#9 Just because I’ve lost a baby doesn’t mean I don’t want to be around other babies!

Of course sometimes watching babies and children can remind me  a little that Aurelia’s not with us, or I sometimes ponder what Aurelia would have been like compared to them. However losing a baby has only made me treasure other babies more as I know how precious they are.

#10 There isn’t always good care for people going through baby loss.

We were very blessed to have such supportive medical care round us both before, during and after Aurelia’s birth. Lots of parents aren’t so lucky with a number being treated with a huge lack of compassion and insensitivity. Indeed this is likely to be one of the issues raised in a debate being given in the House of Commons on Thursday the 13th of October (go to Parliament Live to watch it).

Perhaps if you’ve been through baby loss yourself you’d like to add what you’d like people to be aware of below in the comments. I’d love to hear your thoughts.

A World Without Disability? No Thanks.

Last week Sally Phillips presented a documentary program on the new Non-Invasive Prenatal Testing which could potentially  lead to no babies being born with Downs Syndrome in the UK. I wrote a response supporting Sally’s fears and kindly Threads agreed to publish it.

It’d be great if you could take the time to read it (which you can do by clicking here) and if you feel moved by it perhaps you could sign up to the campaign Sally is helping ‘Don’t Screen Us Out‘. You could go even further and write to your MP about the issues surrounding it (there’s advice and more information as to how to do this on the Don’t Screen Us Out website).


Due Date

I thought this week was going to be horrendous to be honest. We’d be home from our little break in the New Forest, the funeral was done and dusted, and Gerard was going back to work.

And then there was the looming date of Aurelia’s ‘official’ due date which is today.

But you know I’ve been ok this week, in fact, I’d call it a good week. It’s been filled with seeing friends, lovely long phone calls, walks with the dog and getting the house and garden straightened out. I’ve felt energised and productive and wanted to get out of bed in the morning and get on with things- something I didn’t predict for this week.

I remember Gerard said to me a few weeks ago, when I was pondering as to how awful it was going to be when he went back to work, was to not let those emotions become a self-fulfilling prophecy. I’ll admit my first reaction was not a happy one to this- it felt a little cold and lacked the understanding that of course I’ll be on the floor with grief.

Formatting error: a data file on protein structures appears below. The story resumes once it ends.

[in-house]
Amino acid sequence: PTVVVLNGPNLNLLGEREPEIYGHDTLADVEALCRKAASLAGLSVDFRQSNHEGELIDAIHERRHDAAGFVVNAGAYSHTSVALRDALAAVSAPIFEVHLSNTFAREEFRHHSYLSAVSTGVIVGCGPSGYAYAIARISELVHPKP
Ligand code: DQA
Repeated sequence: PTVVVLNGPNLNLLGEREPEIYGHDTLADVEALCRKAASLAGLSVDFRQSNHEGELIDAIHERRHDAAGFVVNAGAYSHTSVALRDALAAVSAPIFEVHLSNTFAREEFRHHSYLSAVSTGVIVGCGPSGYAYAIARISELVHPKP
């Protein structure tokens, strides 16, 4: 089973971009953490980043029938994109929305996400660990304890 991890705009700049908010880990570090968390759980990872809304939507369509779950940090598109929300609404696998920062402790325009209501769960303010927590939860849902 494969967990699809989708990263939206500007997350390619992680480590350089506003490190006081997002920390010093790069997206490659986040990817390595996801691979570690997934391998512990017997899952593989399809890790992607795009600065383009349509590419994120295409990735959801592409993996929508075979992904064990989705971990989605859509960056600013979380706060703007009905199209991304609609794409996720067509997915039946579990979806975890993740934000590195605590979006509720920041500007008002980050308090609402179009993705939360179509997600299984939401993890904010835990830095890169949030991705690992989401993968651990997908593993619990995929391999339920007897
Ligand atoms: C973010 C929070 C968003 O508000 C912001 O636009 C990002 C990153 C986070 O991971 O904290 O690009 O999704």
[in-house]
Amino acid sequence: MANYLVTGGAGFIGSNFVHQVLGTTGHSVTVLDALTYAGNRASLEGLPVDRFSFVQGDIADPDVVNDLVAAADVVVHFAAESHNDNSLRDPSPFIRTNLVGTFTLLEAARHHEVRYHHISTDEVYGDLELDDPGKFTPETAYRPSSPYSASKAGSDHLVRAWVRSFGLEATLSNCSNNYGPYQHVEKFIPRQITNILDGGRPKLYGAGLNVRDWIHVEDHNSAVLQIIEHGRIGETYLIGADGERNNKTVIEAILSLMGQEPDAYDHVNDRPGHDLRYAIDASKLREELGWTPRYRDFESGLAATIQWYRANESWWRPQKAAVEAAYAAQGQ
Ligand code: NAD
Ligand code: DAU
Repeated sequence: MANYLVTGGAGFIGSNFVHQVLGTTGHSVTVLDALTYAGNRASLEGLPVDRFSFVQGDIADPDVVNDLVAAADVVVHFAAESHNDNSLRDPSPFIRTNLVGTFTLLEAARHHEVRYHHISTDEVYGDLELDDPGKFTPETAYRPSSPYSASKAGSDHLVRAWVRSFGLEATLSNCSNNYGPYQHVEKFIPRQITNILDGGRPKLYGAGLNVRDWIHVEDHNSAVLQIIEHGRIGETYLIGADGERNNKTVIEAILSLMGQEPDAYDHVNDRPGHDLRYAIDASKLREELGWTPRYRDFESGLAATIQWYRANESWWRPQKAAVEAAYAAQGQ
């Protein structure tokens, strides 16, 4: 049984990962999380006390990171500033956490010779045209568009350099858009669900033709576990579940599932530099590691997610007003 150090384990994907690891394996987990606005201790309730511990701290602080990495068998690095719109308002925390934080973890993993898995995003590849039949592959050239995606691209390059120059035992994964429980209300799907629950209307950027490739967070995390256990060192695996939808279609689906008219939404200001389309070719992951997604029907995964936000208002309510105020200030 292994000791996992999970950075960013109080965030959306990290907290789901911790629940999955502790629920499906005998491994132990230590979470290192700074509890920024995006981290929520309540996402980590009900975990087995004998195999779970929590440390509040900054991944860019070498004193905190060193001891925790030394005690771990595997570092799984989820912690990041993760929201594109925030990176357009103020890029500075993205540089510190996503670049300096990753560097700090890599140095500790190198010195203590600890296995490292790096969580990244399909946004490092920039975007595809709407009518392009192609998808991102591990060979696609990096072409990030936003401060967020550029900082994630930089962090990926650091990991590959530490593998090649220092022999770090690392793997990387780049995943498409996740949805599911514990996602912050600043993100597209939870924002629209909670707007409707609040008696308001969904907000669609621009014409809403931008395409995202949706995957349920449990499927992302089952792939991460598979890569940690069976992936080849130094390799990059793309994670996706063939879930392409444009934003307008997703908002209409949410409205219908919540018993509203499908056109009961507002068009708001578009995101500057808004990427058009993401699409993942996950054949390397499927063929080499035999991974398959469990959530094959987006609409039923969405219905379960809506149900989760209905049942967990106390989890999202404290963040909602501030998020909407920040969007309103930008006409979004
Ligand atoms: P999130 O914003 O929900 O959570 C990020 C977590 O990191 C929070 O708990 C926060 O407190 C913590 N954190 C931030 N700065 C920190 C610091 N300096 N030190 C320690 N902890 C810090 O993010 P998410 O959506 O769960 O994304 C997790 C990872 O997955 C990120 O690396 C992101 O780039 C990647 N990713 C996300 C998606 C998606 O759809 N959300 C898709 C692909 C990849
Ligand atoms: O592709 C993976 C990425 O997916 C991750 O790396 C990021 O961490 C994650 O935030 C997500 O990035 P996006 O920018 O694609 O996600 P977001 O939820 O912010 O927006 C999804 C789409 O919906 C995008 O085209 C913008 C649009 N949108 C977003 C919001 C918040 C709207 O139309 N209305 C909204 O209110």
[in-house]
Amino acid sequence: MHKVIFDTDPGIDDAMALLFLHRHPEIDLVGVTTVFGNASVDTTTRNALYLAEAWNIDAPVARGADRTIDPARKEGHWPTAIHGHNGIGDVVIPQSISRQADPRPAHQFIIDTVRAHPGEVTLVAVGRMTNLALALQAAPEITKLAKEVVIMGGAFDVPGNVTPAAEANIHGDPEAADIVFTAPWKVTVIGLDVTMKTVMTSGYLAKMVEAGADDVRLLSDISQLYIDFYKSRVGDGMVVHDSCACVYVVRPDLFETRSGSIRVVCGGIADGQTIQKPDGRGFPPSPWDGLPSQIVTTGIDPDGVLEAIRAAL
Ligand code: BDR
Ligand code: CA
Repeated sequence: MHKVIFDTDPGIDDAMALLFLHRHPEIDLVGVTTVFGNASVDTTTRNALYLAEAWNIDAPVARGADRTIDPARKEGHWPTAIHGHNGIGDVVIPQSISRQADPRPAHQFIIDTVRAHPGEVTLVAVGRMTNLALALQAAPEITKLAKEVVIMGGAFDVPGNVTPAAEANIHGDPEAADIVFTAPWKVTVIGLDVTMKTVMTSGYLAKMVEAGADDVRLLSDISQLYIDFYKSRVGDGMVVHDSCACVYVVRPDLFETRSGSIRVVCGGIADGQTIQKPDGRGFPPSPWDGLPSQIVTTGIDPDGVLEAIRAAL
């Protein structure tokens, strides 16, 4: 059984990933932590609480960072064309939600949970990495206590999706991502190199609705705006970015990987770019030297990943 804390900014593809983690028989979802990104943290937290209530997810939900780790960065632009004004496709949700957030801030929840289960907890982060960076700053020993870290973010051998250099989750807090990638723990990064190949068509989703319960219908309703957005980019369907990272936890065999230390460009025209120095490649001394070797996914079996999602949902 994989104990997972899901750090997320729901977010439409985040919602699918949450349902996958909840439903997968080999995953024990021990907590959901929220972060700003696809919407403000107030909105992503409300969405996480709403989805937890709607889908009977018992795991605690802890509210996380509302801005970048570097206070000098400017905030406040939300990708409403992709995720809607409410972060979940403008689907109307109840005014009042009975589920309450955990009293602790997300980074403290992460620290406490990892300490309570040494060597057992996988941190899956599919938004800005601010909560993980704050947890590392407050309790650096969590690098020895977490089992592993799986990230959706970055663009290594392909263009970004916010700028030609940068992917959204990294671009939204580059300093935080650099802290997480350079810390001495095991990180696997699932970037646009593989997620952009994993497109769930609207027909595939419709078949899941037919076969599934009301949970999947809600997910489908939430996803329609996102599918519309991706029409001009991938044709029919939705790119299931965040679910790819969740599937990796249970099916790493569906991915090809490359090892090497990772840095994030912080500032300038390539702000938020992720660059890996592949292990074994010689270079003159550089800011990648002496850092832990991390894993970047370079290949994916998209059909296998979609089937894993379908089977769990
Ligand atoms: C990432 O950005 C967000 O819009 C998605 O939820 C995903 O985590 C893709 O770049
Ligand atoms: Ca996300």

That’s not what he meant of course, and in fact he was right (yes Gerard I admit you’re right!).

Having reflected on what Gerard had said, last week I decided that I’d give myself plenty of structure whether it be seeing people or having a to do list to get through (and not just boring housework type things to do), whilst giving myself the grace that if I had a bad day, I’d go with it and allow myself a day in front of the telly or day in bed if that’s what I needed. Rather than predicting it was going to be awful, I changed my mindset to it might be awful, it might not and let’s just try and avoid things that might make it particularly awful (which for me is being on my own too much or not having structure in a day or at least a plan of things to do).

Because that’s the nature of grief, as I seem to be fast learning. It’s about riding through it, not trying to predict it…and I don’t know the best analogy for describing what you do because you can’t control grief, nor should you avoid it, and it’s ok to sometimes be overwhelmed by it. But, I suppose it’s about not letting it be a case of I’ve got to be miserable forever now, and doing things that help you cope with it. Whether that be ensuring you rest, eat, or avoid those things you know will pull you down too much.

And I suppose life’s ‘normality’ helped jolt me out of any chance to bring myself down into a low on Monday. Again I was dreading saying goodbye to Gerard on Monday morning as he went to work. But instead of having much chance to think about it, our darling Lab got far too excited, did a huge wee on her bed in the middle of the lounge, got her feet in it and trod it all round the living room. I then spent the next 45 minutes cleaning up which set the week off nicely!

So we come to Aurelia’s due date today. I’ve had some time and a reasonably clear head this week to reflect on this. Whilst of course for many parents this can be a really difficult day, I felt by Wednesday today was going to be ok. At the end of the day Aurelia entered the outside world when she was meant to, and that was always going to be the case.